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Sunday, June 23, 2024  
17 Dhul-Hijjah 1445  

Govt and bureaucracy in conflict over solar net metering

Power division believs solar users have become another IPP
File photo
File photo

The federal government is facing a dilemma regarding the widespread adoption of solar power systems across the country. On one hand, the bureaucracy is portraying solar energy as catastrophic for the existing power sector. On the other hand, high-ranking politicians are not fully convinced by this narrative.

Discussions with bureaucrats and officials close to politicians have revealed that net metering, the process of integrating solar power into the grid, has become a major headache for the government in Islamabad.

The bureaucracy is advocating for an “Australian model” of net metering, proposing measures to curb its growth, such as reducing buyback rates or considering alternative approaches.

One active proposal being presented to Prime Minister Shehbaz Sharif is to net consumers’ bills instead of their units, which would result in consumers being charged higher rates. The plan is to have two separate invoices - one for imported electricity and another for the electricity exported from solar systems, with the export rate to be determined by the regulatory authority, Nepra.

However, these proposals are facing stiff political resistance. The Power Minister, Sardar Awais Leghari, has ordered an investigation into the leakage of information about solar power integration to the media.

Read more:

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The Power Division maintains that the rapid pace of solar system installation is effectively adding an Independent Power Producer (IPP) to the system. However, the current distribution network, especially the transformers, is overburdened due to the influx of power from domestic solar systems, requiring investment to upgrade the infrastructure.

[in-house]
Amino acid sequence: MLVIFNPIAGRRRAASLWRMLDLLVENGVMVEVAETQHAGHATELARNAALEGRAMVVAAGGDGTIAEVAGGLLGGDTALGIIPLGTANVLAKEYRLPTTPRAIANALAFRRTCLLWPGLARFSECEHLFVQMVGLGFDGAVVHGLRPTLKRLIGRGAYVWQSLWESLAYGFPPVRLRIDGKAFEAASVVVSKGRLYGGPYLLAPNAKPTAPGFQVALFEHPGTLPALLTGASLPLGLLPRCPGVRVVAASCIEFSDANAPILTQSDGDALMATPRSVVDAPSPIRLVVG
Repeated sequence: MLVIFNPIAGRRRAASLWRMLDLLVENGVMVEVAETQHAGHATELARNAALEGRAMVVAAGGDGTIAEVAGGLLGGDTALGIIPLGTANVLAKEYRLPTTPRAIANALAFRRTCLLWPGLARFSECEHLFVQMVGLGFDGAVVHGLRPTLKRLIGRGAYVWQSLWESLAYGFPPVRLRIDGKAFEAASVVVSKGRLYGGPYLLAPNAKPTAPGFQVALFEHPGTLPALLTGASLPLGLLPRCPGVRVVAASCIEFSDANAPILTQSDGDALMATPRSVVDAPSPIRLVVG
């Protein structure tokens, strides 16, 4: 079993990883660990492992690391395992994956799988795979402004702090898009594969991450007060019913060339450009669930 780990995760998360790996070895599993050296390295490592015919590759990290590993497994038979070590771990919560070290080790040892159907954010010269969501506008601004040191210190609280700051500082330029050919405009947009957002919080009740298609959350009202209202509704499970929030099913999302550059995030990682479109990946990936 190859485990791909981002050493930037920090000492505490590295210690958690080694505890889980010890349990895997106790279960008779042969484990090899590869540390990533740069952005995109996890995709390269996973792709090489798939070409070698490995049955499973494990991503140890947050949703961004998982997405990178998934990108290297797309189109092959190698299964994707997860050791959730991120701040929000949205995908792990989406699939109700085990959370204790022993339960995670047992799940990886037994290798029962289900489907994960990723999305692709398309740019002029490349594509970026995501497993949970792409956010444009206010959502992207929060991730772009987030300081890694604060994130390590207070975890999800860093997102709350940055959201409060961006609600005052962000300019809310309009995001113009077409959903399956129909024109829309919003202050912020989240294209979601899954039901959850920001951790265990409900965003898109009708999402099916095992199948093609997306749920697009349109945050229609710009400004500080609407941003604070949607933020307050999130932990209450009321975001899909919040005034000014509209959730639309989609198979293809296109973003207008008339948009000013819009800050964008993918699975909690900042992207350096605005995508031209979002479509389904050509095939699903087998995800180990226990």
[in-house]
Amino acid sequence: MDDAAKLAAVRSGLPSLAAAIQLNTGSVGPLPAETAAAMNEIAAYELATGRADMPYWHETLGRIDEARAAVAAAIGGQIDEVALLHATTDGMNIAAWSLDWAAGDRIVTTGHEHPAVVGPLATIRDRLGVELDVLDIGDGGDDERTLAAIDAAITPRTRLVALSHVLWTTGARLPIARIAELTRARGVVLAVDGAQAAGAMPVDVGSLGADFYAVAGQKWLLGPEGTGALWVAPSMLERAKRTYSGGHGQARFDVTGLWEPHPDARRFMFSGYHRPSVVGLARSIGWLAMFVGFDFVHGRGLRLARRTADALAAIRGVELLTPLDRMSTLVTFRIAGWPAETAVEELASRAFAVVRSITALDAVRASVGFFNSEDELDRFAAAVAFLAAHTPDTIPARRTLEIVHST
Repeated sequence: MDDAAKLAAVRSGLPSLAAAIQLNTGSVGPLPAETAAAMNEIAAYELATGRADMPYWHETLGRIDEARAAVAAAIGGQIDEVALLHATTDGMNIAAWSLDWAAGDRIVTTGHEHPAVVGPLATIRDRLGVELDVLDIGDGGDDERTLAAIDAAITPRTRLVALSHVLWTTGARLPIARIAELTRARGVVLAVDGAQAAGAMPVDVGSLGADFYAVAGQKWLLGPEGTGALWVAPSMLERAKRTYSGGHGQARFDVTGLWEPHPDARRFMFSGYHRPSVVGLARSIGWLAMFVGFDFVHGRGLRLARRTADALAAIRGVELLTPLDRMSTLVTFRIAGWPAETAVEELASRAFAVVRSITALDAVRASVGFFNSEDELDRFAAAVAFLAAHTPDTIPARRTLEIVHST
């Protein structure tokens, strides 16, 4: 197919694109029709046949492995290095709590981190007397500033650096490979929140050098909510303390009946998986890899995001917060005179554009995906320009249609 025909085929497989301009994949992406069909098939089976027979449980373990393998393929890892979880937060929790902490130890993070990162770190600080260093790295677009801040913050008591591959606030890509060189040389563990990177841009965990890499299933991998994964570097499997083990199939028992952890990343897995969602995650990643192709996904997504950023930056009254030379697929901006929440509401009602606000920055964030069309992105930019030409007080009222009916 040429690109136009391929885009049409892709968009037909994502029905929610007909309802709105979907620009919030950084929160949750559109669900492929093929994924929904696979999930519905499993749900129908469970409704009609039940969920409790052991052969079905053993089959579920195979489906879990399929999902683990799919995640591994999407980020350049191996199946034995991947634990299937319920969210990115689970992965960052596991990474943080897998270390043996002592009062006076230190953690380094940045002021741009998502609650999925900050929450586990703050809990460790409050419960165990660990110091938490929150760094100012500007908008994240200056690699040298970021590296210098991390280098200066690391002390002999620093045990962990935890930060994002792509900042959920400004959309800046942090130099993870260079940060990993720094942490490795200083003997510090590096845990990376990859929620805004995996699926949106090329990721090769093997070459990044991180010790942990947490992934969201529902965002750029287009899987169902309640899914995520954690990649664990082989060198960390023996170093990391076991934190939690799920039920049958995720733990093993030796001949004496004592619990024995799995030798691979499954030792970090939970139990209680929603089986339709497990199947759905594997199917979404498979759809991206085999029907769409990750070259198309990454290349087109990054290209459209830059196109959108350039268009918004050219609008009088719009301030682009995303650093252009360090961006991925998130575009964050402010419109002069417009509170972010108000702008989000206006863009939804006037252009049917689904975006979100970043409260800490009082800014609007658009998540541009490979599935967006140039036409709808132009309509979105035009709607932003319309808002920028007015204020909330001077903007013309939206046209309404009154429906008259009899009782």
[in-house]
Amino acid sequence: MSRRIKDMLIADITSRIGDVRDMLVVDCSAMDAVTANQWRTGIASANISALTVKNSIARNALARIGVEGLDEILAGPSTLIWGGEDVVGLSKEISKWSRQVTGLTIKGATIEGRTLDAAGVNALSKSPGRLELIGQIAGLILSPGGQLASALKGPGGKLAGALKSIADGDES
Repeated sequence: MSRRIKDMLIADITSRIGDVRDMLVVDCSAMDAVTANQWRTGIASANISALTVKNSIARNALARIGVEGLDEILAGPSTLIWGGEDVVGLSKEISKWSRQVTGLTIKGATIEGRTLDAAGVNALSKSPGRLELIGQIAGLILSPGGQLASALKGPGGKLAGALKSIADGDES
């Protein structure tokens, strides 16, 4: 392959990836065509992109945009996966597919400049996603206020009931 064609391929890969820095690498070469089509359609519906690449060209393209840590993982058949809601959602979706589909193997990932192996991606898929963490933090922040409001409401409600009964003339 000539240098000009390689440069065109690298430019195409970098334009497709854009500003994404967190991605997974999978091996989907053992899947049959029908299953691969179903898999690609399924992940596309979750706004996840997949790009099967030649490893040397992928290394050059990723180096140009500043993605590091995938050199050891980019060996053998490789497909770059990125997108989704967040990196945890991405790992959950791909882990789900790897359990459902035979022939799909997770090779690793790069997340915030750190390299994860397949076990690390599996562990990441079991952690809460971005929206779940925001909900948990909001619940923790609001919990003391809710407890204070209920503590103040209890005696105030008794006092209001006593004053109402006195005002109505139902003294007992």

Prime Minister Shehbaz Sharif has directed the Power Division and Nepra to finalize recommendations on rationalizing the net metering tariff. The Power Division has submitted its proposals to the Prime Minister, which include converting the existing net metering regime to a gross billing system, creating a separate tariff category, and revising the buyback rates.

According to sources, the Power Division’s finalized recommendations have not received an encouraging response from the top political office.

Furthermore, the System Operator, NPCC, has raised concerns about the impact of the large-scale solar generation that is expected under the upcoming Competitive Trading Bilateral Contract Market (CTBCM) framework. NPCC argues that the expectation that solar generation would completely offset thermal generation during the day is not accurate.

NPCC has highlighted operational challenges, such as the need to maintain minimum loading on captive coal-fired power plants and RLNG plants to ensure grid stability and compensate for the intermittency of solar power. Additionally, the constraints imposed by the gas supplier, SNGPL, on RLNG consumption rates during the day would require additional thermal generation, leading to increased ancillary charges that would be passed on to consumers.

NPCC has requested that the operational constraints be considered, along with the commercial and financial viability, when determining the upper limit of solar generation induction under bilateral contracts and the overall resource mix.

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solar energy

IPP

net metering

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